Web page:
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Byron Shire
February 26, 2021

SCU program to target disadvantaged students

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A Southern Cross University project to encourage disadvantaged students living in the Clarence Valley to attend university is set to kick off next year after funding was approved by the federal government.

The $821,000 SCU project is one of a range of 17 programs costing $50 million that are designed to increase the representation of disadvantaged students, particularly Indigenous Australians through the Higher Education Participation and Partnerships Program.

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Stellar, coordinated by Southern Cross University, is an initiative of the Clarence Valley Industry and Education Forum (CVIEF). The Forum is a strategic partnership between education, business and the community, which seeks to have a sustainable community impact by working collaboratively and sharing resources to develop the futures of Clarence Valley youth. The partner universities are Southern Cross University and University of New England (UNE).

Rachel Callahan, head of Southern Cross University’s Equity and Diversity Office, said the funding would ensure the continuation of the Stellar project — one of three key initiatives of the CVIEF.

‘The Stellar initiative is all about raising aspirations and improving participation in higher education through the provision of information, support and encouragement to students, families, carers, school staff and community groups,’ Ms Callahan said.

The program has four key elements: [email protected], [email protected], Stellar Parents and Stellar Teachers.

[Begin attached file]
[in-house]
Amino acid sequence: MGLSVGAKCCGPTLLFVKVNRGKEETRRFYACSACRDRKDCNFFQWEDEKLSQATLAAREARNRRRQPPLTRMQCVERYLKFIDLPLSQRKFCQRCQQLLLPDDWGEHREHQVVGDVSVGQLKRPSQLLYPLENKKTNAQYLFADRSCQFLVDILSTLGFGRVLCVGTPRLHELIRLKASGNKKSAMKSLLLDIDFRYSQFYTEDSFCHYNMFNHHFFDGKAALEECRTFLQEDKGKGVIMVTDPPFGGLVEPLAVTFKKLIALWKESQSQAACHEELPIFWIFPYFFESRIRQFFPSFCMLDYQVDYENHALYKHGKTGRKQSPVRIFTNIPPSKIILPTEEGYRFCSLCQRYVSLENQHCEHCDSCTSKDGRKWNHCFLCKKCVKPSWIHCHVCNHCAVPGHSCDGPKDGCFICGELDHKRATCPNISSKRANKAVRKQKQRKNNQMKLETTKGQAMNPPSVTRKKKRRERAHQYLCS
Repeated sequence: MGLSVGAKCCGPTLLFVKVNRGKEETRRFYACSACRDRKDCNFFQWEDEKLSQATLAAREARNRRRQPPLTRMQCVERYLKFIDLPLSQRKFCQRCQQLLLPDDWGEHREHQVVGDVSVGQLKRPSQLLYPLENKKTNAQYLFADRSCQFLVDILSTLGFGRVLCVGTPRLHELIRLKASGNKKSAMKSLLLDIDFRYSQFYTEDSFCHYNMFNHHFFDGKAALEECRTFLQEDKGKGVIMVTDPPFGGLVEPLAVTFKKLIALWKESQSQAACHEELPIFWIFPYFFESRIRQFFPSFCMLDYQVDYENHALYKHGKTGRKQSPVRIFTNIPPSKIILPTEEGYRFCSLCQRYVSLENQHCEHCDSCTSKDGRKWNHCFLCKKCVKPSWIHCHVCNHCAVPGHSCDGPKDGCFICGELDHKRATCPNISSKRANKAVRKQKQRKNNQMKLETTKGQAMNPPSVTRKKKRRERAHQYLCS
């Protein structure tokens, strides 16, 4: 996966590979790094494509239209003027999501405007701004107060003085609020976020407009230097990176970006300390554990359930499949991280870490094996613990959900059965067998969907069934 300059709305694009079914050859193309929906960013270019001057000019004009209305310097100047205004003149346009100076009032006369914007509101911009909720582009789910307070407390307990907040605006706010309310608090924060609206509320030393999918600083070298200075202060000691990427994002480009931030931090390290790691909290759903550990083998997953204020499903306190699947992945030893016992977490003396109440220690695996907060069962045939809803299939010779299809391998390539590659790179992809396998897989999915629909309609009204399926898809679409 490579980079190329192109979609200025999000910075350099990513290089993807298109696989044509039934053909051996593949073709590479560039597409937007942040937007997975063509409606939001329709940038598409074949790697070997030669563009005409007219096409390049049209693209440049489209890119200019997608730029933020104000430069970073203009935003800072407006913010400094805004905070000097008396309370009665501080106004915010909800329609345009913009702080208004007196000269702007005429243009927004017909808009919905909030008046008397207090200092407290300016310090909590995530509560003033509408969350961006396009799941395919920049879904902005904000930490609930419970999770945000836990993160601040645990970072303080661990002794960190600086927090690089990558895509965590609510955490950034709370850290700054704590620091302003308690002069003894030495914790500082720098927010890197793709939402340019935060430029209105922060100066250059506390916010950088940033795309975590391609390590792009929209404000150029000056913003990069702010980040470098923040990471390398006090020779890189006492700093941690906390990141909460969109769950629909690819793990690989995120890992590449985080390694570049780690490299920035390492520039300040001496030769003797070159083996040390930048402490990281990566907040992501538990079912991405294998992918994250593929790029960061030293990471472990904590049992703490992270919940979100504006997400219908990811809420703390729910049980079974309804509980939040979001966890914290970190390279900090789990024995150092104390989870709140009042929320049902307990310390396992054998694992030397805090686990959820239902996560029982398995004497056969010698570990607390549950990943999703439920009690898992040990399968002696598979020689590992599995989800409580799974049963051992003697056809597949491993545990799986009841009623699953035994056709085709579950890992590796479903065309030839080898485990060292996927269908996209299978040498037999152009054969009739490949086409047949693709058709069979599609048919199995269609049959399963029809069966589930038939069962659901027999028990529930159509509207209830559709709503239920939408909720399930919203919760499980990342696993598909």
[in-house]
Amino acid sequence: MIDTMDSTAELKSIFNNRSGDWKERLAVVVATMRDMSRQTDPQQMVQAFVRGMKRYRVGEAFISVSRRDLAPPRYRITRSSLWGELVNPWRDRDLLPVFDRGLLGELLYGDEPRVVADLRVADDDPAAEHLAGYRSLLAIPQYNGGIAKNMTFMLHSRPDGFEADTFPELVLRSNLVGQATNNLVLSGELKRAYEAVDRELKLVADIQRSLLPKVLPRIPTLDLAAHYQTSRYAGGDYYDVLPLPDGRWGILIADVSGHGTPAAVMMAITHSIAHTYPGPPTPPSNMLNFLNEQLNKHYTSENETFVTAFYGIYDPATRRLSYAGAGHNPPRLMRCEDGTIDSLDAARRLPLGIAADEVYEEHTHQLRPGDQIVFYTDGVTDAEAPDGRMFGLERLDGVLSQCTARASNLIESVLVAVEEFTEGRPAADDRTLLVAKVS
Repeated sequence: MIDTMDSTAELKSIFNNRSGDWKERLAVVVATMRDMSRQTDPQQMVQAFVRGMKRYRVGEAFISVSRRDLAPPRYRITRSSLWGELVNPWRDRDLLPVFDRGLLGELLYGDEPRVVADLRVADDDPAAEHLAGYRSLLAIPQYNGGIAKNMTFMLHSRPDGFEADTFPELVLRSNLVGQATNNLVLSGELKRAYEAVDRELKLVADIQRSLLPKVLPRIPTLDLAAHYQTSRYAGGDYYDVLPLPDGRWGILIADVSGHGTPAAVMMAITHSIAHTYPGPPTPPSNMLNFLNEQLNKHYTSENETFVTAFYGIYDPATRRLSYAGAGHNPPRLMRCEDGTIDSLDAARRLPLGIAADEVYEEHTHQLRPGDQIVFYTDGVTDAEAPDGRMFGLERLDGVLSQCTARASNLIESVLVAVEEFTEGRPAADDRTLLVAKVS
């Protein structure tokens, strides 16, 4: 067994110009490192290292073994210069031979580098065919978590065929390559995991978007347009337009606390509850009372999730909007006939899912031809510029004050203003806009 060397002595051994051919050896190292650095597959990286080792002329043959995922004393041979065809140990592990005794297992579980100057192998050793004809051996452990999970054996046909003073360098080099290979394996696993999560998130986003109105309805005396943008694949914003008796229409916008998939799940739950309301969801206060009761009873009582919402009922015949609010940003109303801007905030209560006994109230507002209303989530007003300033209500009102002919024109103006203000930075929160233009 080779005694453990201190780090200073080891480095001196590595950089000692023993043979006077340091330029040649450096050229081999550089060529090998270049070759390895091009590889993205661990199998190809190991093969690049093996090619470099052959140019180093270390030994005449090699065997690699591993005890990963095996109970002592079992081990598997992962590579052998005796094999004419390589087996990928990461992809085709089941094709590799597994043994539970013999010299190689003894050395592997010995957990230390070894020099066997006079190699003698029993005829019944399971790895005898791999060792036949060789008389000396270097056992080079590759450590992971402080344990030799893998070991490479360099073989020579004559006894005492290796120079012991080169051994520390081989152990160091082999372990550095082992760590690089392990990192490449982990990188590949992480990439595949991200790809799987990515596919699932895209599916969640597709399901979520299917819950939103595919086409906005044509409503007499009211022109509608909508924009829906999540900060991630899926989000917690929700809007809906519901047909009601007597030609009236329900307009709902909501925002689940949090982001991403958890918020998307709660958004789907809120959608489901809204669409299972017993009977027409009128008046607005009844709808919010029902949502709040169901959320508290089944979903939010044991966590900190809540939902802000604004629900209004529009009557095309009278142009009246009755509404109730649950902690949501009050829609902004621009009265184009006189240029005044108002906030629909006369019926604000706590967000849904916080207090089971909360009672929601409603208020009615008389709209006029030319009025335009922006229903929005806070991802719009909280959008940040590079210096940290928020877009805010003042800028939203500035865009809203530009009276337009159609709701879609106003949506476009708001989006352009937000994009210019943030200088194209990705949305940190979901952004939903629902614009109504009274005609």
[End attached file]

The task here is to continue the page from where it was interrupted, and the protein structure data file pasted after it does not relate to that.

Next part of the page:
‘Our aim is to excite students about the possibility of university. In years 5 and 6 we will be building an understanding and awareness about university and introduce them to the career opportunities that are available,’ she said.

‘Through years 7 to 10 we will be undertaking specific activities including visits to university campuses, mentoring programs, work experience and homework support.’

The program aims to take a ‘whole of community’ approach to supporting students reach university, according to Page MP Kevin Hogan, who welcomed the funding.

‘As a former high school teacher, I know that education is the key to better paid and higher skilled jobs,’ Mr Hogan said. ‘A good education can change someone’s life,’ Mr Hogan said.

The 17 projects will target students from disadvantaged backgrounds, particularly Indigenous students, by partnering with schools and communities to foster aspiration and prepare students to attend university.

Some of the other projects include working within prisons, extra teacher support, mentoring and intensive tuition in maths and science.

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